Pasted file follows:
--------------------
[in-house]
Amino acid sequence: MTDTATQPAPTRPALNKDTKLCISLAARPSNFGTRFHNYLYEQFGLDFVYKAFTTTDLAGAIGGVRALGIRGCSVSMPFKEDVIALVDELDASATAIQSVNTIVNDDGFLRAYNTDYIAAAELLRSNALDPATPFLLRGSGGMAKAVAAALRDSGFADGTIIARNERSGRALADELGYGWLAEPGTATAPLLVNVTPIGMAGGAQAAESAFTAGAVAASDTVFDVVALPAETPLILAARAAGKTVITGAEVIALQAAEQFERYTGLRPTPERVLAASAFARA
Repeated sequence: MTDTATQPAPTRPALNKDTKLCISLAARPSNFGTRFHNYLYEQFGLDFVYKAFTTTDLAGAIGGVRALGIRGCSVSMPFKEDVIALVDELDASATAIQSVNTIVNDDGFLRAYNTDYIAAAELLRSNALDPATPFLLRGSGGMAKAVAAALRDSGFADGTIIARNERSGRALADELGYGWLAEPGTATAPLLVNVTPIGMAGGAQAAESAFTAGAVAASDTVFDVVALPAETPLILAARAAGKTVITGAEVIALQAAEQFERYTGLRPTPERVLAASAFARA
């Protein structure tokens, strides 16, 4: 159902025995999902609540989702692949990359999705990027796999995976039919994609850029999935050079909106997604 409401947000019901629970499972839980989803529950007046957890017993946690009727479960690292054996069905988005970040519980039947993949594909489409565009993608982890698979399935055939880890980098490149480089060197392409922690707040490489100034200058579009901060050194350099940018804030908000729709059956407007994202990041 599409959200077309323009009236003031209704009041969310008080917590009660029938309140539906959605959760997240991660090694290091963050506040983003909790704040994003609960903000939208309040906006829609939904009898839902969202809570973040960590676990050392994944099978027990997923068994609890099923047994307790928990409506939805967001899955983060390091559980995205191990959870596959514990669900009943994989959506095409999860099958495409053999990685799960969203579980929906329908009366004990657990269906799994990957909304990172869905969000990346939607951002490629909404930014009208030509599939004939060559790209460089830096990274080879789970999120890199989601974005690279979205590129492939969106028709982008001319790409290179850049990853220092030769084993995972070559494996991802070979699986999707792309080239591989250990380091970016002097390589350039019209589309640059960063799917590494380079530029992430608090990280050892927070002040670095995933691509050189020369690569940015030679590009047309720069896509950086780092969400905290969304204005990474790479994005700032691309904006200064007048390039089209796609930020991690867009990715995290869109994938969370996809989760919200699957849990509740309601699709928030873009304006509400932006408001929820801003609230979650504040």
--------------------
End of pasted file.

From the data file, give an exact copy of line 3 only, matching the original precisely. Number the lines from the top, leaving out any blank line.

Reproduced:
Repeated sequence: MTDTATQPAPTRPALNKDTKLCISLAARPSNFGTRFHNYLYEQFGLDFVYKAFTTTDLAGAIGGVRALGIRGCSVSMPFKEDVIALVDELDASATAIQSVNTIVNDDGFLRAYNTDYIAAAELLRSNALDPATPFLLRGSGGMAKAVAAALRDSGFADGTIIARNERSGRALADELGYGWLAEPGTATAPLLVNVTPIGMAGGAQAAESAFTAGAVAASDTVFDVVALPAETPLILAARAAGKTVITGAEVIALQAAEQFERYTGLRPTPERVLAASAFARA